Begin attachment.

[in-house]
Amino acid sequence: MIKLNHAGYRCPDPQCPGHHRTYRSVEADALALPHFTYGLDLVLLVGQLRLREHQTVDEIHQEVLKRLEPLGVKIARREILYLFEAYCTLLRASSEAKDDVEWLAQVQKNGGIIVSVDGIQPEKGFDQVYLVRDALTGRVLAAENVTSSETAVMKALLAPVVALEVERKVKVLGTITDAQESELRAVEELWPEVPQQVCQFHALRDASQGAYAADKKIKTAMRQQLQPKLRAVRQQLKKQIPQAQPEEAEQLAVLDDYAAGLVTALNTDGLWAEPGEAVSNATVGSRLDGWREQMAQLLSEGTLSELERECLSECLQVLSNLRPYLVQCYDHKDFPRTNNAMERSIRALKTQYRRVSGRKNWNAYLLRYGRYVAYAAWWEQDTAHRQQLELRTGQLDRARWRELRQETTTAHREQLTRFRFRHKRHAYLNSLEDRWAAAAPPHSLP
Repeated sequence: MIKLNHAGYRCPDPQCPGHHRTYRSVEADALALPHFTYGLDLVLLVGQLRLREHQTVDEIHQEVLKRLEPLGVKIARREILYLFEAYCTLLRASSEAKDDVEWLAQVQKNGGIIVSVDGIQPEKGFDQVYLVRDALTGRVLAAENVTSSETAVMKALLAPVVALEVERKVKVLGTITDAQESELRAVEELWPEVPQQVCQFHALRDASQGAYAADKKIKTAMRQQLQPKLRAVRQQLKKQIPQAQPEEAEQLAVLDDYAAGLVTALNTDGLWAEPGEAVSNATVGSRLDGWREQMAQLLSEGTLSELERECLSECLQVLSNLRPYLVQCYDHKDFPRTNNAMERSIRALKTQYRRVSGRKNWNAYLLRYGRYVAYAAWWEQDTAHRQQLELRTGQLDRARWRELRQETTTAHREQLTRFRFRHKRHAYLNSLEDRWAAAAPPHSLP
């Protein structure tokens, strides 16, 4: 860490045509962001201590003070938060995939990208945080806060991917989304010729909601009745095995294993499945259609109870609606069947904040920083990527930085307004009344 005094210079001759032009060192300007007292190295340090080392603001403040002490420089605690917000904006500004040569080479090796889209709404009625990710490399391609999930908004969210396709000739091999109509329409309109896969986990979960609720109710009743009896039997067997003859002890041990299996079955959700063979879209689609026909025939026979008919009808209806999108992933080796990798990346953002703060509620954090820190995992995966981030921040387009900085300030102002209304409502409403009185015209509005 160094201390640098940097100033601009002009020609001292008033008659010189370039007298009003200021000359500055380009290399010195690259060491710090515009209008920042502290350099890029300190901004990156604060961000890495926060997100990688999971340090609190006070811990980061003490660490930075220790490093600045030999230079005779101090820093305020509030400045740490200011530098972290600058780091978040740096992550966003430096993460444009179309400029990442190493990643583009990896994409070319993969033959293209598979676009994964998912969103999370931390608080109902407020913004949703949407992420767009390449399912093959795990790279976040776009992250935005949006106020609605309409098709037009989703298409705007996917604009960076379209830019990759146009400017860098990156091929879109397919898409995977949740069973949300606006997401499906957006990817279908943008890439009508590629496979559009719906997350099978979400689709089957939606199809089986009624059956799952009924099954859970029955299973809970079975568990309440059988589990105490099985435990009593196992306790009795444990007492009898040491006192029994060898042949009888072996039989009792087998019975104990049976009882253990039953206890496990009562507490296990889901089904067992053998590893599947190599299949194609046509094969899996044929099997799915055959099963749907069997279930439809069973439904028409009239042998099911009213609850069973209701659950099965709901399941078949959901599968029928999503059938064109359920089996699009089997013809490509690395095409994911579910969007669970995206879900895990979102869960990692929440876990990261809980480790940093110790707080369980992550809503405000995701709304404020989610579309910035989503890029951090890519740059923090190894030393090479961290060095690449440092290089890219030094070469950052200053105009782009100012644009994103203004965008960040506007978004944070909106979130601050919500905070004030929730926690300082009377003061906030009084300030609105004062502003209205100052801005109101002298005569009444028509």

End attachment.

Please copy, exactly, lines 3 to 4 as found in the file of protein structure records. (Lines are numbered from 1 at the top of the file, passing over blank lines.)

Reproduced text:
Repeated sequence: MIKLNHAGYRCPDPQCPGHHRTYRSVEADALALPHFTYGLDLVLLVGQLRLREHQTVDEIHQEVLKRLEPLGVKIARREILYLFEAYCTLLRASSEAKDDVEWLAQVQKNGGIIVSVDGIQPEKGFDQVYLVRDALTGRVLAAENVTSSETAVMKALLAPVVALEVERKVKVLGTITDAQESELRAVEELWPEVPQQVCQFHALRDASQGAYAADKKIKTAMRQQLQPKLRAVRQQLKKQIPQAQPEEAEQLAVLDDYAAGLVTALNTDGLWAEPGEAVSNATVGSRLDGWREQMAQLLSEGTLSELERECLSECLQVLSNLRPYLVQCYDHKDFPRTNNAMERSIRALKTQYRRVSGRKNWNAYLLRYGRYVAYAAWWEQDTAHRQQLELRTGQLDRARWRELRQETTTAHREQLTRFRFRHKRHAYLNSLEDRWAAAAPPHSLP
């Protein structure tokens, strides 16, 4: 860490045509962001201590003070938060995939990208945080806060991917989304010729909601009745095995294993499945259609109870609606069947904040920083990527930085307004009344 005094210079001759032009060192300007007292190295340090080392603001403040002490420089605690917000904006500004040569080479090796889209709404009625990710490399391609999930908004969210396709000739091999109509329409309109896969986990979960609720109710009743009896039997067997003859002890041990299996079955959700063979879209689609026909025939026979008919009808209806999108992933080796990798990346953002703060509620954090820190995992995966981030921040387009900085300030102002209304409502409403009185015209509005 160094201390640098940097100033601009002009020609001292008033008659010189370039007298009003200021000359500055380009290399010195690259060491710090515009209008920042502290350099890029300190901004990156604060961000890495926060997100990688999971340090609190006070811990980061003490660490930075220790490093600045030999230079005779101090820093305020509030400045740490200011530098972290600058780091978040740096992550966003430096993460444009179309400029990442190493990643583009990896994409070319993969033959293209598979676009994964998912969103999370931390608080109902407020913004949703949407992420767009390449399912093959795990790279976040776009992250935005949006106020609605309409098709037009989703298409705007996917604009960076379209830019990759146009400017860098990156091929879109397919898409995977949740069973949300606006997401499906957006990817279908943008890439009508590629496979559009719906997350099978979400689709089957939606199809089986009624059956799952009924099954859970029955299973809970079975568990309440059988589990105490099985435990009593196992306790009795444990007492009898040491006192029994060898042949009888072996039989009792087998019975104990049976009882253990039953206890496990009562507490296990889901089904067992053998590893599947190599299949194609046509094969899996044929099997799915055959099963749907069997279930439809069973439904028409009239042998099911009213609850069973209701659950099965709901399941078949959901599968029928999503059938064109359920089996699009089997013809490509690395095409994911579910969007669970995206879900895990979102869960990692929440876990990261809980480790940093110790707080369980992550809503405000995701709304404020989610579309910035989503890029951090890519740059923090190894030393090479961290060095690449440092290089890219030094070469950052200053105009782009100012644009994103203004965008960040506007978004944070909106979130601050919500905070004030929730926690300082009377003061906030009084300030609105004062502003209205100052801005109101002298005569009444028509």